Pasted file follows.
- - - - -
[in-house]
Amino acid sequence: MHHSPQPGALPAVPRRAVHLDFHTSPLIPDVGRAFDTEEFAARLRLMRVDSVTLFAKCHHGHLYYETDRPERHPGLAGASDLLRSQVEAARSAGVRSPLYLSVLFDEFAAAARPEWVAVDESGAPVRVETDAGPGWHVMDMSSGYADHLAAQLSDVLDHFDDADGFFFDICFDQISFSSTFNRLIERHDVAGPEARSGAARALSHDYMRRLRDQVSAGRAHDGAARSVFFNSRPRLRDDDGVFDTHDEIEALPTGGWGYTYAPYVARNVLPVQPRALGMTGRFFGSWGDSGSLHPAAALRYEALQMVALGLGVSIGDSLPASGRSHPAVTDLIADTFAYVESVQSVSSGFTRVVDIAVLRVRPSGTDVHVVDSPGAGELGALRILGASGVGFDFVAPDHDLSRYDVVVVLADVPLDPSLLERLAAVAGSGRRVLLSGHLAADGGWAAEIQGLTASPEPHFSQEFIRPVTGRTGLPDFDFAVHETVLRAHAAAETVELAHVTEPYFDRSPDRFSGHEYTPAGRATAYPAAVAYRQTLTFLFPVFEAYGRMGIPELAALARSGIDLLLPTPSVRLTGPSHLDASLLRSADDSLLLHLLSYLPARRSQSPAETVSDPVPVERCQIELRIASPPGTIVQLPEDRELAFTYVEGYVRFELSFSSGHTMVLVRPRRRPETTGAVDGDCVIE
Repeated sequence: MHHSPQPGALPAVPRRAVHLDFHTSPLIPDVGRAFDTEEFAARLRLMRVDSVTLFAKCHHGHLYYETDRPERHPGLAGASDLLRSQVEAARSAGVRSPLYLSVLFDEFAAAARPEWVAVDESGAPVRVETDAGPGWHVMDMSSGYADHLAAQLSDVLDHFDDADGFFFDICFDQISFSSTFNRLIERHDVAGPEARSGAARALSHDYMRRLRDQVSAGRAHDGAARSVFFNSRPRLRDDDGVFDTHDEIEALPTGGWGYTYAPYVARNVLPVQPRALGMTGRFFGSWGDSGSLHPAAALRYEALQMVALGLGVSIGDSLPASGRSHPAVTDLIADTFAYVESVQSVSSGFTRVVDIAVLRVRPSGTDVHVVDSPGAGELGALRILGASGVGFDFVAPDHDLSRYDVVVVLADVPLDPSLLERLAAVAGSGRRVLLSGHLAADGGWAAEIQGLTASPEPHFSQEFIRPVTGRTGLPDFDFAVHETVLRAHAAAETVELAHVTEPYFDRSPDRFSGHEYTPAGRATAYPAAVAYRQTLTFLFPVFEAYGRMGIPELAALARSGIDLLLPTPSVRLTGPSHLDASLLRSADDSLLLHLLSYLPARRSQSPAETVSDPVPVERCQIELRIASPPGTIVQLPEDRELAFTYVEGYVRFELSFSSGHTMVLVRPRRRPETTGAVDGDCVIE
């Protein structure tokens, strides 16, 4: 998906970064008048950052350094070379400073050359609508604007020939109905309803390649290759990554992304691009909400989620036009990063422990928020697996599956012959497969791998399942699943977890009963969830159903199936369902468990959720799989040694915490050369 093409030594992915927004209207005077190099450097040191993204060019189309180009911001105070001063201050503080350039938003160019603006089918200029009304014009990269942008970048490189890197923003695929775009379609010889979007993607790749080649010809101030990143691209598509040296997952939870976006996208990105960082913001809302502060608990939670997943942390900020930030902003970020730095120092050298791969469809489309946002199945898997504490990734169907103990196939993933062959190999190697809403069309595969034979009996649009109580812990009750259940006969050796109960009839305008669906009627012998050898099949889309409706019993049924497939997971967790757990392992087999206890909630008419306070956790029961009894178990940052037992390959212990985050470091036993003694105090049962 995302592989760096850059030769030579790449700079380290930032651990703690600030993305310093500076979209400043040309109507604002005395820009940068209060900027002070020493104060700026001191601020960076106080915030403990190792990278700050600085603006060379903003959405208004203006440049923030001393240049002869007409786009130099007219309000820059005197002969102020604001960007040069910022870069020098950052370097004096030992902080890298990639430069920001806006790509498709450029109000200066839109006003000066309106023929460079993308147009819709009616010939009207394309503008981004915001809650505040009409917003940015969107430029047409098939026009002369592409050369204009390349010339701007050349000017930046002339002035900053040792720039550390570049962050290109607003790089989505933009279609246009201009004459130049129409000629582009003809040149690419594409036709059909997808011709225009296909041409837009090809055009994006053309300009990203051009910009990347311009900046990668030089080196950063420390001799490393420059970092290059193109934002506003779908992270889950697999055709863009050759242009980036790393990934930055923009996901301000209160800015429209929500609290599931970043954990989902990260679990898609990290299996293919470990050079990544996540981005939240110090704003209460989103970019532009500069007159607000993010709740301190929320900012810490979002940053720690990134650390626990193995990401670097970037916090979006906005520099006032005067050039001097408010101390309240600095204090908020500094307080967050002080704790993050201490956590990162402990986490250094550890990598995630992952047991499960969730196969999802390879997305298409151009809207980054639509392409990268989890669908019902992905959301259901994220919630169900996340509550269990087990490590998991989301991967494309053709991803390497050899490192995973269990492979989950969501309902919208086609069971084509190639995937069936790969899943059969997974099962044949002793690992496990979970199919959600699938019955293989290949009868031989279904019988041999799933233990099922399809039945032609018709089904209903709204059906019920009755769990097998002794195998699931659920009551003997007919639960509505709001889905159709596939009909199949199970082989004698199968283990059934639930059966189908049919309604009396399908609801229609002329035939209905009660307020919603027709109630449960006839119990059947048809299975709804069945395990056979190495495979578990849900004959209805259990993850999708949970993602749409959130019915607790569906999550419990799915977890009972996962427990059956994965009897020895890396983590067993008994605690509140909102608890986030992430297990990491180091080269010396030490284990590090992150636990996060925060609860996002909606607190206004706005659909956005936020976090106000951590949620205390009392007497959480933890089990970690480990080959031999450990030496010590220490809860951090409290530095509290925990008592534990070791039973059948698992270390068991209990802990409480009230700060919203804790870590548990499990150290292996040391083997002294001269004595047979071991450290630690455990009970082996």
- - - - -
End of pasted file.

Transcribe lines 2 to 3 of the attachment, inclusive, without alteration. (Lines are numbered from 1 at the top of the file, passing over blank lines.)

Amino acid sequence: MHHSPQPGALPAVPRRAVHLDFHTSPLIPDVGRAFDTEEFAARLRLMRVDSVTLFAKCHHGHLYYETDRPERHPGLAGASDLLRSQVEAARSAGVRSPLYLSVLFDEFAAAARPEWVAVDESGAPVRVETDAGPGWHVMDMSSGYADHLAAQLSDVLDHFDDADGFFFDICFDQISFSSTFNRLIERHDVAGPEARSGAARALSHDYMRRLRDQVSAGRAHDGAARSVFFNSRPRLRDDDGVFDTHDEIEALPTGGWGYTYAPYVARNVLPVQPRALGMTGRFFGSWGDSGSLHPAAALRYEALQMVALGLGVSIGDSLPASGRSHPAVTDLIADTFAYVESVQSVSSGFTRVVDIAVLRVRPSGTDVHVVDSPGAGELGALRILGASGVGFDFVAPDHDLSRYDVVVVLADVPLDPSLLERLAAVAGSGRRVLLSGHLAADGGWAAEIQGLTASPEPHFSQEFIRPVTGRTGLPDFDFAVHETVLRAHAAAETVELAHVTEPYFDRSPDRFSGHEYTPAGRATAYPAAVAYRQTLTFLFPVFEAYGRMGIPELAALARSGIDLLLPTPSVRLTGPSHLDASLLRSADDSLLLHLLSYLPARRSQSPAETVSDPVPVERCQIELRIASPPGTIVQLPEDRELAFTYVEGYVRFELSFSSGHTMVLVRPRRRPETTGAVDGDCVIE
Repeated sequence: MHHSPQPGALPAVPRRAVHLDFHTSPLIPDVGRAFDTEEFAARLRLMRVDSVTLFAKCHHGHLYYETDRPERHPGLAGASDLLRSQVEAARSAGVRSPLYLSVLFDEFAAAARPEWVAVDESGAPVRVETDAGPGWHVMDMSSGYADHLAAQLSDVLDHFDDADGFFFDICFDQISFSSTFNRLIERHDVAGPEARSGAARALSHDYMRRLRDQVSAGRAHDGAARSVFFNSRPRLRDDDGVFDTHDEIEALPTGGWGYTYAPYVARNVLPVQPRALGMTGRFFGSWGDSGSLHPAAALRYEALQMVALGLGVSIGDSLPASGRSHPAVTDLIADTFAYVESVQSVSSGFTRVVDIAVLRVRPSGTDVHVVDSPGAGELGALRILGASGVGFDFVAPDHDLSRYDVVVVLADVPLDPSLLERLAAVAGSGRRVLLSGHLAADGGWAAEIQGLTASPEPHFSQEFIRPVTGRTGLPDFDFAVHETVLRAHAAAETVELAHVTEPYFDRSPDRFSGHEYTPAGRATAYPAAVAYRQTLTFLFPVFEAYGRMGIPELAALARSGIDLLLPTPSVRLTGPSHLDASLLRSADDSLLLHLLSYLPARRSQSPAETVSDPVPVERCQIELRIASPPGTIVQLPEDRELAFTYVEGYVRFELSFSSGHTMVLVRPRRRPETTGAVDGDCVIE